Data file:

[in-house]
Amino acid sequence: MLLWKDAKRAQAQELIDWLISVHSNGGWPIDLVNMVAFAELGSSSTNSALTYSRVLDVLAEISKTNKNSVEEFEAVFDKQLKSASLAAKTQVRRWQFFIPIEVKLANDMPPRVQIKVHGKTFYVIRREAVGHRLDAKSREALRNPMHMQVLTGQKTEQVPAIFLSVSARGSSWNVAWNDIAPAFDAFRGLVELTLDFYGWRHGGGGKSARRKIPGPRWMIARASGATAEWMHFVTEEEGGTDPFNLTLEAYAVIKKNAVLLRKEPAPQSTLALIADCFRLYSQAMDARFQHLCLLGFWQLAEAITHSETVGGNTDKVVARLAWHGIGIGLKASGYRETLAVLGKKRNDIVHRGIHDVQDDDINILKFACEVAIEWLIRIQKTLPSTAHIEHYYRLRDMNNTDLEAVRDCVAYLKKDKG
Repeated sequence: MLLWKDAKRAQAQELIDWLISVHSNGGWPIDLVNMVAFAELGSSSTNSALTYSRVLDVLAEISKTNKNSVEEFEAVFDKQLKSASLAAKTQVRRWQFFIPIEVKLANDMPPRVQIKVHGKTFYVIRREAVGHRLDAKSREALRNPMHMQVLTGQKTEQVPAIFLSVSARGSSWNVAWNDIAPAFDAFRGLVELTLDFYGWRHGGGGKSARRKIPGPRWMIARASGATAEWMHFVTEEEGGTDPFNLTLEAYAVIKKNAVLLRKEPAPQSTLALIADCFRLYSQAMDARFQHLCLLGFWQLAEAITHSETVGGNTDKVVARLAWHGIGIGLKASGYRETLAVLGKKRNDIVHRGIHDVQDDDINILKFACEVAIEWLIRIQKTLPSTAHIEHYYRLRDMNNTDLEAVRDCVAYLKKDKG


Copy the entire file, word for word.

[in-house]
Amino acid sequence: MLLWKDAKRAQAQELIDWLISVHSNGGWPIDLVNMVAFAELGSSSTNSALTYSRVLDVLAEISKTNKNSVEEFEAVFDKQLKSASLAAKTQVRRWQFFIPIEVKLANDMPPRVQIKVHGKTFYVIRREAVGHRLDAKSREALRNPMHMQVLTGQKTEQVPAIFLSVSARGSSWNVAWNDIAPAFDAFRGLVELTLDFYGWRHGGGGKSARRKIPGPRWMIARASGATAEWMHFVTEEEGGTDPFNLTLEAYAVIKKNAVLLRKEPAPQSTLALIADCFRLYSQAMDARFQHLCLLGFWQLAEAITHSETVGGNTDKVVARLAWHGIGIGLKASGYRETLAVLGKKRNDIVHRGIHDVQDDDINILKFACEVAIEWLIRIQKTLPSTAHIEHYYRLRDMNNTDLEAVRDCVAYLKKDKG
Repeated sequence: MLLWKDAKRAQAQELIDWLISVHSNGGWPIDLVNMVAFAELGSSSTNSALTYSRVLDVLAEISKTNKNSVEEFEAVFDKQLKSASLAAKTQVRRWQFFIPIEVKLANDMPPRVQIKVHGKTFYVIRREAVGHRLDAKSREALRNPMHMQVLTGQKTEQVPAIFLSVSARGSSWNVAWNDIAPAFDAFRGLVELTLDFYGWRHGGGGKSARRKIPGPRWMIARASGATAEWMHFVTEEEGGTDPFNLTLEAYAVIKKNAVLLRKEPAPQSTLALIADCFRLYSQAMDARFQHLCLLGFWQLAEAITHSETVGGNTDKVVARLAWHGIGIGLKASGYRETLAVLGKKRNDIVHRGIHDVQDDDINILKFACEVAIEWLIRIQKTLPSTAHIEHYYRLRDMNNTDLEAVRDCVAYLKKDKG